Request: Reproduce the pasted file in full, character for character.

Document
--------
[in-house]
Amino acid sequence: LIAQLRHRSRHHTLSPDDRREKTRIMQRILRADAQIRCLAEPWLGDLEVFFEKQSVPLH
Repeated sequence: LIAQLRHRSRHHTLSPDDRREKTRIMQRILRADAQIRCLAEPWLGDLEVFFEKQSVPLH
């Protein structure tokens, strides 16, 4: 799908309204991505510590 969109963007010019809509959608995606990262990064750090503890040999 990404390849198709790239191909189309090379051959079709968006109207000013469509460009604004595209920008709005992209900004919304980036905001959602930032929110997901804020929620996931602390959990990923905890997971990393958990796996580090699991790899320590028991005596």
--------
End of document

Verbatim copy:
[in-house]
Amino acid sequence: LIAQLRHRSRHHTLSPDDRREKTRIMQRILRADAQIRCLAEPWLGDLEVFFEKQSVPLH
Repeated sequence: LIAQLRHRSRHHTLSPDDRREKTRIMQRILRADAQIRCLAEPWLGDLEVFFEKQSVPLH
């Protein structure tokens, strides 16, 4: 799908309204991505510590 969109963007010019809509959608995606990262990064750090503890040999 990404390849198709790239191909189309090379051959079709968006109207000013469509460009604004595209920008709005992209900004919304980036905001959602930032929110997901804020929620996931602390959990990923905890997971990393958990796996580090699991790899320590028991005596």